By Phil Fitzgerald, Environment Agency, Advisor: Land contamination management, Water, Land and Biodiversity
On the 8th October 2020 the Environment Agency (EA) republished Land Contamination Risk Management (LCRM). This replaces the Model procedures for the management of land contamination (CLR11), which has been withdrawn.
You can access the updated document from the GOV.UK website.
If you use this guidance outside of England, check with the relevant regulator about its suitability. Local authorities and other regulators may also provide additional guidance.
The EA first published LCRM in June 2019. This was reformed content based on the framework and principles established by CLR11. It represented a major and much needed update.
The EA asked for informal feedback and they had a huge response with about 350 comments from individuals and organisations.
A lot of feedback was provided on the usability of the GOV.UK publishing format – a GOV.UK manual. To address this the EA opted to use a different format. LCRM is now presented as 4 HTML guides that sit on a unique publication page. The HTML guides are:
- Before you start the risk management process.
- Risk assessment.
- Options appraisal.
- Remediation and verification.
Helpful checklists for reporting requirements are included at the end of each stage. The site investigation section, which now aligns more to the relevant British Standards, forms an integral part of the risk assessment stage.
The EA considered putting the whole document together as one single HTML but felt for online guidance it was better to break it down into relevant, useable sections.
Everyone needs to read before you start, then use a tiered approach to risk assessment (always starting with a preliminary risk assessment), then follow stages 2 and 3 in order.
You can print the 4 HTML guides, search for particular terms more easily and save them as PDFs if required.
The latest version will always be on GOV.UK.
For any future changes updates will be visible on the LCRM webpage. For any major updates the EA will also communicate via CL:AIRE e-alerts and through other routes such as twitter – @GeoscienceEA.
Feedback and changes
The majority of the comments were constructive and positive and the EA welcomed the feedback. The EA looked at:
- the technical content
- practical matters such as usability, printing, navigation and search
- the layout and structure including a lack of clarity over stages and tiers
- suggestions for new and improved content on for example, unexploded ordnance, communicating the risk, piling, geotechnical and treatability studies
- more alignment to British Standards for the site investigation section
They have also provided clarity and improved text on:
- who is a competent person
- the use of MCERTS and Rapid Measurement Techniques (RMTs)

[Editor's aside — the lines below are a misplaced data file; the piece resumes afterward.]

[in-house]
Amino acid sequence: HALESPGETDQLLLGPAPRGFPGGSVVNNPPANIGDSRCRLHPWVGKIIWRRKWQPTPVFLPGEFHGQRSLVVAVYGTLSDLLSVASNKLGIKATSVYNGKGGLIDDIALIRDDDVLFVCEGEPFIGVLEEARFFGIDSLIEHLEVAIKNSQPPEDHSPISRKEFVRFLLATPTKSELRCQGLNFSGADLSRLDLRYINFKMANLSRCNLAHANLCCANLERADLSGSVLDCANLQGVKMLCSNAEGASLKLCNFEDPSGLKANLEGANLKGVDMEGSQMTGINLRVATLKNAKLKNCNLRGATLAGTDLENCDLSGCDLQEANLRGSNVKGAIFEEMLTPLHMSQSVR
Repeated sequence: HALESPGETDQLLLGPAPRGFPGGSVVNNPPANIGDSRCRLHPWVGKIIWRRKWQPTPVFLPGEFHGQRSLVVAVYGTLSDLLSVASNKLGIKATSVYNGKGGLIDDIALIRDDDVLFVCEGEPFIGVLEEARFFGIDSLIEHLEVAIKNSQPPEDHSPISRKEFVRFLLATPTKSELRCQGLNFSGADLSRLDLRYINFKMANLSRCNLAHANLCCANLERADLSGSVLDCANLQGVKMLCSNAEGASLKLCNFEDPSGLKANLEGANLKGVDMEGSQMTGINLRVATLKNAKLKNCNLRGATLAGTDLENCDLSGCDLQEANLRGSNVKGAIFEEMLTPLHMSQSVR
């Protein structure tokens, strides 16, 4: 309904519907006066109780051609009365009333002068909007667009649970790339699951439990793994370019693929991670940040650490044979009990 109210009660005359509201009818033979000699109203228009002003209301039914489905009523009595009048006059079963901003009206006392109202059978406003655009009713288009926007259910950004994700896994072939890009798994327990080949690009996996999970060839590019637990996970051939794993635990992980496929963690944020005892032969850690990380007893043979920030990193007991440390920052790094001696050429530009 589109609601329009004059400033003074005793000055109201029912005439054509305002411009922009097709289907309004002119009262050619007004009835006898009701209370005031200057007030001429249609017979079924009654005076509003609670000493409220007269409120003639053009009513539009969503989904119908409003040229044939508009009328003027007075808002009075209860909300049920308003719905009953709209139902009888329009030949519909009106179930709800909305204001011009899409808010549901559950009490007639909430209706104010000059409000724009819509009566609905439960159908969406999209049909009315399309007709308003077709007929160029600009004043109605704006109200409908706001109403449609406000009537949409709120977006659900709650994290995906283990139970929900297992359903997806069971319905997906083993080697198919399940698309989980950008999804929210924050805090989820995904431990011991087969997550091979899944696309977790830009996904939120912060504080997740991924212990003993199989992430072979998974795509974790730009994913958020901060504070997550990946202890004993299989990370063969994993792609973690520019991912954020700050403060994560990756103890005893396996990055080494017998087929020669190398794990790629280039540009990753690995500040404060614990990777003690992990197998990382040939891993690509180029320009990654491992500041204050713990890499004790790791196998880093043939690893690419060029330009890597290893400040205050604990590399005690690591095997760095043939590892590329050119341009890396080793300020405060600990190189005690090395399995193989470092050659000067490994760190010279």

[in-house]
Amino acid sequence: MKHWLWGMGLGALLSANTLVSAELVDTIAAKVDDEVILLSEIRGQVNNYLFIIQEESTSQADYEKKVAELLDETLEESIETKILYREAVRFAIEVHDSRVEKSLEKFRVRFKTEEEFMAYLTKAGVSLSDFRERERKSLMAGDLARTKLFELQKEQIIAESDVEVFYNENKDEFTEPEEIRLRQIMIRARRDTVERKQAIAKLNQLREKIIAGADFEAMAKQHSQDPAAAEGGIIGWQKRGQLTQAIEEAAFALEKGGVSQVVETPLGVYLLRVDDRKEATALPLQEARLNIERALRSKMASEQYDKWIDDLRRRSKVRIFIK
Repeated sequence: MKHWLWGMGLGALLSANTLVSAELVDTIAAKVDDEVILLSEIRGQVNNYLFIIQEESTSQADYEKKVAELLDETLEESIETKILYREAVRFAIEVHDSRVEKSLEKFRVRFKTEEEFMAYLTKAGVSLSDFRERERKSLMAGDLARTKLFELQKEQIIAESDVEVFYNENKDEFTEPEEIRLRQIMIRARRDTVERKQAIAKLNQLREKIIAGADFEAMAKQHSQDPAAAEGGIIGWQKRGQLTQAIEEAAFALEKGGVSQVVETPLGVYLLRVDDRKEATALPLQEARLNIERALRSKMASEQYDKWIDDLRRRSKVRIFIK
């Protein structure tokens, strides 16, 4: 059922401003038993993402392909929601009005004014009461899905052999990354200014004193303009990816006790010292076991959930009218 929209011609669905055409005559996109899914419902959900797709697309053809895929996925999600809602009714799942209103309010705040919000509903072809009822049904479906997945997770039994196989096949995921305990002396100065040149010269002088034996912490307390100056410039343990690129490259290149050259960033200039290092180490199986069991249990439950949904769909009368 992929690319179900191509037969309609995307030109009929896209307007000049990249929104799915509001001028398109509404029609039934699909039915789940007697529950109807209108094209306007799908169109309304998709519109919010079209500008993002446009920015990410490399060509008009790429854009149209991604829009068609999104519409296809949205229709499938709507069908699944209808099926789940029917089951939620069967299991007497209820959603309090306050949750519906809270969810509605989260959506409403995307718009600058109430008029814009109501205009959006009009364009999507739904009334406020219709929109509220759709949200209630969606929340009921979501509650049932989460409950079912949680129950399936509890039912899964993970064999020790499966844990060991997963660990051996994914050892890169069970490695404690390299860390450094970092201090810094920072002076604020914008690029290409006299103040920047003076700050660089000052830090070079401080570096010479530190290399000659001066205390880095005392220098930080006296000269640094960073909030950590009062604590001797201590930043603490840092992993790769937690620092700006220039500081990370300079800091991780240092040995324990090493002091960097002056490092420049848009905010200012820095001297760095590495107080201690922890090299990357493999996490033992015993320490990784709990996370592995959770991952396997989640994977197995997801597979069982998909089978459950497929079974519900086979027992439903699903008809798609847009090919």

- the use of Soil Guideline Values (SGVs) and Category 4 Screening Levels (C4SLs)
- ground gases and vapours
The term ‘contaminant linkage’ rather than ‘pollutant linkage’ is now used. Following the risk assessment stage, they become ‘relevant contaminant linkages.’
There is reference to the voluntary National Quality Mark Scheme (NQMS), which the EA support.
There is a link to the AGS guidance on unexploded ordnance. LCRM will continue to use and reference the CL:AIRE Water and Land Library.
There is now more emphasis on adopting a sustainable approach using for example, the SURF-UK Framework and BS ISO 18504: Soil quality – sustainable remediation.
The EA had feedback on the lack of flow charts. They felt that LCRM does not need all of the flow charts that were in CLR11. It now follows a logical and clear structure. However, they have not ruled this out and are still considering options.
There was a lot of feedback on the remediation option applicability matrix. This will be updated and re-published before the end of the year. The EA has concentrated on getting the main guidance document republished first as this was delayed due to the COVID-19 situation.
Accessible web content
The EA have to meet laws on producing accessible web content. It must be:
- accessible to people with disabilities such as visual, motor, cognitive and hearing impairments (in the UK 1 in 5 people have a disability)
- useable with assistive technology such as screen readers
- concise, clear and understandable to all
- available online to use on all devices (laptop, mobile phone, tablet) – about 50% of people viewing EA content now do so via a mobile phone
Withdrawal of CLR11
CLR11 has now been formally withdrawn.
The EA is aware that CLR11 is extensively referenced. There is no immediate action to replace all of these references. If people search GOV.UK for CLR11 they will be redirected to LCRM. For sites that the EA regulate, reference must now be made to LCRM not CLR11.
The archived version of CLR11 may still appear in other online searches. Please ignore this or be aware, that you can only use it for historical reference.
Popularity of LCRM
GOV.UK weekly user statistics show that since LCRM was published on the 8th Oct 2020 there has been a huge interest from the land contamination community with significant downloads.
The EA will only be able to update LCRM periodically but if you want to provide any feedback you can continue to do so by emailing Phil Fitzgerald at firstname.lastname@example.org.
The EA wishes to thank everyone that took the time to respond. They would also like to thank Rebecca Fowler who is an EA digital editor for her excellent support in helping to produce LCRM.
The EA have stated that: “This is not just our guidance, we want industry to embrace it, help us to improve it and keep it up to date. It had a big act to follow.”